, , , , , ,

{Sorry once more Lord Byron}

๐ƒ๐ž๐ฌ๐ญ๐ซ๐ฎ๐œ๐ญ๐ข๐จ๐ง ๐จ๐Ÿ ๐š ๐๐ข๐ ๐ก๐ญ๐ฆ๐š๐ซ๐ž

The virus arrived like a thief in the night,
And the chaos it caused was a terrible sight,
For the people all trembled and half of them fled
As the streets they were strewn with the armies of dead.

And my skin turned to parchment and all fell away,
And my eyes that were green suddenly turned to grey,
And my flesh it dissolved and my sight it grew dim,
And paralysis spread to each germ-ravaged limb.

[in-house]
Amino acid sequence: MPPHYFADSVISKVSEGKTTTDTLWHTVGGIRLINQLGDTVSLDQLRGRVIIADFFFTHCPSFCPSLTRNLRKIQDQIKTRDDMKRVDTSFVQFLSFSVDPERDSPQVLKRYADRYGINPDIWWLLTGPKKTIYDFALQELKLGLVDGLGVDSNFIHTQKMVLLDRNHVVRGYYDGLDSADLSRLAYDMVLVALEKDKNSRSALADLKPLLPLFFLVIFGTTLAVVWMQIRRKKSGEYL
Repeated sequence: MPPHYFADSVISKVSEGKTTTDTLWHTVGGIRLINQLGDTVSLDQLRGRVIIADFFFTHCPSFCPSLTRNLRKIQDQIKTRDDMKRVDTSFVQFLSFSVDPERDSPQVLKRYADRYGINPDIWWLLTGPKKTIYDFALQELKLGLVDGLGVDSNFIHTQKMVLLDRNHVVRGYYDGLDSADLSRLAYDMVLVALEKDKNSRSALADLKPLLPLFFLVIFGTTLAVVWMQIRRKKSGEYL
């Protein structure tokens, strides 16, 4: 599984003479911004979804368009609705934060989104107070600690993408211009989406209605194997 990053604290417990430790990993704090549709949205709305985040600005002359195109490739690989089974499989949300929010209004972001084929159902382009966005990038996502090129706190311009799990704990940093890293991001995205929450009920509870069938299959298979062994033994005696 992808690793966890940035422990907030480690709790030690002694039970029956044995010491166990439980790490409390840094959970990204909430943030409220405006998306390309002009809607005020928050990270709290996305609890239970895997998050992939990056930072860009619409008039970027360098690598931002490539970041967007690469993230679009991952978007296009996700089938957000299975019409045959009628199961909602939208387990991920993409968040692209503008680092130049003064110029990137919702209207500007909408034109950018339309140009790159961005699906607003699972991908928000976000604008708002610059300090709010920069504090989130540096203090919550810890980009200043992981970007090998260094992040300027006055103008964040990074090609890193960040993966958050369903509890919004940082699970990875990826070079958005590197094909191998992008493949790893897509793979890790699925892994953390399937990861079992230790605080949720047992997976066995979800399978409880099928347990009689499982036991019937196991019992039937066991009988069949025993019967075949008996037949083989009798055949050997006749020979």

And mad mobs and police roamed the virulent streets.
(I stole this driving rhythm from Byron โ€” not Keats)
Soon a zombie looked at me and I matched his stare,
Then he lifted his axe โ€” it was too much to bear!!!!

I awoke with a scream, and I flicked on the light,
And I stared out the window and into the night.
No dead bodies, no rioting mobs and no fire,
And no last requiem issued forth from a choir.

All was tranquil and silent โ€” as quiet as a mouse,
With the prisoners safely locked-down in each house.
All quite safe should the virus come down on the fold.
Then I sneezed: damn and blast! Am I getting a cold?

โ€” D.N. Oโ€™Brien

Destruction of Sennacherib in song